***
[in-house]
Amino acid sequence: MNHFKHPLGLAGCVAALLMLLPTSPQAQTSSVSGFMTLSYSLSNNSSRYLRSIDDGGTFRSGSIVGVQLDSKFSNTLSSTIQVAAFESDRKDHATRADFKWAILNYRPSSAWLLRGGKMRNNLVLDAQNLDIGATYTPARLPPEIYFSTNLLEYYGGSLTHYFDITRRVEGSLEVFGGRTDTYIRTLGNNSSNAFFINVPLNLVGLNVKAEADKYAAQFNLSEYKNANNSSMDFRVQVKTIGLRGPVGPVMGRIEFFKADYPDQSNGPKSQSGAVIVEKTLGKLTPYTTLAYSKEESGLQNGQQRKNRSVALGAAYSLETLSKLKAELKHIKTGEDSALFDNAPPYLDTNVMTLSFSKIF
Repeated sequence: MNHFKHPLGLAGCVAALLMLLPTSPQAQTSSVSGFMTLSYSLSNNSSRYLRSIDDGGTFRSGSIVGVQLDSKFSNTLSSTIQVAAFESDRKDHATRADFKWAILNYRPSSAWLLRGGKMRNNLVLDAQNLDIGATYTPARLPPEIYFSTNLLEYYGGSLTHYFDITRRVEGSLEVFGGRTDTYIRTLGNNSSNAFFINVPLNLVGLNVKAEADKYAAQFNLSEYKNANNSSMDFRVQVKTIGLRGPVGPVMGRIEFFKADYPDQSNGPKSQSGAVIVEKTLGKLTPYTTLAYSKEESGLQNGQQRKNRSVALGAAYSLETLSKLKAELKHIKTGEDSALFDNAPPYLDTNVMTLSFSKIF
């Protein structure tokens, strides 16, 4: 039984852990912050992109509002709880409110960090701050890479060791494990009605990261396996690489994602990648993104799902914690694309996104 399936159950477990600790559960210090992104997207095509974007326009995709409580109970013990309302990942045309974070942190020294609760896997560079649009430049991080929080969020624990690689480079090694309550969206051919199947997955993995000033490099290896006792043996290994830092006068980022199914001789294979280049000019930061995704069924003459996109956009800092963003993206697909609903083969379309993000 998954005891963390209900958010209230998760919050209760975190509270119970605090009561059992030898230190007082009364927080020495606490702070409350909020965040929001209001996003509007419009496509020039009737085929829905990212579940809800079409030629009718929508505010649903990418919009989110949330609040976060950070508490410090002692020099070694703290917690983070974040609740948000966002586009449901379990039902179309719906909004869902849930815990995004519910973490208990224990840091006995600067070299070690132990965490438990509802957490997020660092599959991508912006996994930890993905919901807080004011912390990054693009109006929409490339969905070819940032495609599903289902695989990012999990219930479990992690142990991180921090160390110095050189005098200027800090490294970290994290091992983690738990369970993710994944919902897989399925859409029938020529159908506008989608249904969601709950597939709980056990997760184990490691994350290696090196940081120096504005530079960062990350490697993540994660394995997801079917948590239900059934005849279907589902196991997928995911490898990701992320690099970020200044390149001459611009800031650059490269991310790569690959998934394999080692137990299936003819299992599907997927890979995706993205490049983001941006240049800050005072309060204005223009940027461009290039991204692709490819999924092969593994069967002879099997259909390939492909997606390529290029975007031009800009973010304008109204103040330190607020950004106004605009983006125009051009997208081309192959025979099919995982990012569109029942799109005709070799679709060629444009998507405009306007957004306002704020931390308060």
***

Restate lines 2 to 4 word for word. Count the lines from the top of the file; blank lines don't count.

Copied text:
Amino acid sequence: MNHFKHPLGLAGCVAALLMLLPTSPQAQTSSVSGFMTLSYSLSNNSSRYLRSIDDGGTFRSGSIVGVQLDSKFSNTLSSTIQVAAFESDRKDHATRADFKWAILNYRPSSAWLLRGGKMRNNLVLDAQNLDIGATYTPARLPPEIYFSTNLLEYYGGSLTHYFDITRRVEGSLEVFGGRTDTYIRTLGNNSSNAFFINVPLNLVGLNVKAEADKYAAQFNLSEYKNANNSSMDFRVQVKTIGLRGPVGPVMGRIEFFKADYPDQSNGPKSQSGAVIVEKTLGKLTPYTTLAYSKEESGLQNGQQRKNRSVALGAAYSLETLSKLKAELKHIKTGEDSALFDNAPPYLDTNVMTLSFSKIF
Repeated sequence: MNHFKHPLGLAGCVAALLMLLPTSPQAQTSSVSGFMTLSYSLSNNSSRYLRSIDDGGTFRSGSIVGVQLDSKFSNTLSSTIQVAAFESDRKDHATRADFKWAILNYRPSSAWLLRGGKMRNNLVLDAQNLDIGATYTPARLPPEIYFSTNLLEYYGGSLTHYFDITRRVEGSLEVFGGRTDTYIRTLGNNSSNAFFINVPLNLVGLNVKAEADKYAAQFNLSEYKNANNSSMDFRVQVKTIGLRGPVGPVMGRIEFFKADYPDQSNGPKSQSGAVIVEKTLGKLTPYTTLAYSKEESGLQNGQQRKNRSVALGAAYSLETLSKLKAELKHIKTGEDSALFDNAPPYLDTNVMTLSFSKIF
């Protein structure tokens, strides 16, 4: 039984852990912050992109509002709880409110960090701050890479060791494990009605990261396996690489994602990648993104799902914690694309996104 399936159950477990600790559960210090992104997207095509974007326009995709409580109970013990309302990942045309974070942190020294609760896997560079649009430049991080929080969020624990690689480079090694309550969206051919199947997955993995000033490099290896006792043996290994830092006068980022199914001789294979280049000019930061995704069924003459996109956009800092963003993206697909609903083969379309993000 998954005891963390209900958010209230998760919050209760975190509270119970605090009561059992030898230190007082009364927080020495606490702070409350909020965040929001209001996003509007419009496509020039009737085929829905990212579940809800079409030629009718929508505010649903990418919009989110949330609040976060950070508490410090002692020099070694703290917690983070974040609740948000966002586009449901379990039902179309719906909004869902849930815990995004519910973490208990224990840091006995600067070299070690132990965490438990509802957490997020660092599959991508912006996994930890993905919901807080004011912390990054693009109006929409490339969905070819940032495609599903289902695989990012999990219930479990992690142990991180921090160390110095050189005098200027800090490294970290994290091992983690738990369970993710994944919902897989399925859409029938020529159908506008989608249904969601709950597939709980056990997760184990490691994350290696090196940081120096504005530079960062990350490697993540994660394995997801079917948590239900059934005849279907589902196991997928995911490898990701992320690099970020200044390149001459611009800031650059490269991310790569690959998934394999080692137990299936003819299992599907997927890979995706993205490049983001941006240049800050005072309060204005223009940027461009290039991204692709490819999924092969593994069967002879099997259909390939492909997606390529290029975007031009800009973010304008109204103040330190607020950004106004605009983006125009051009997208081309192959025979099919995982990012569109029942799109005709070799679709060629444009998507405009306007957004306002704020931390308060």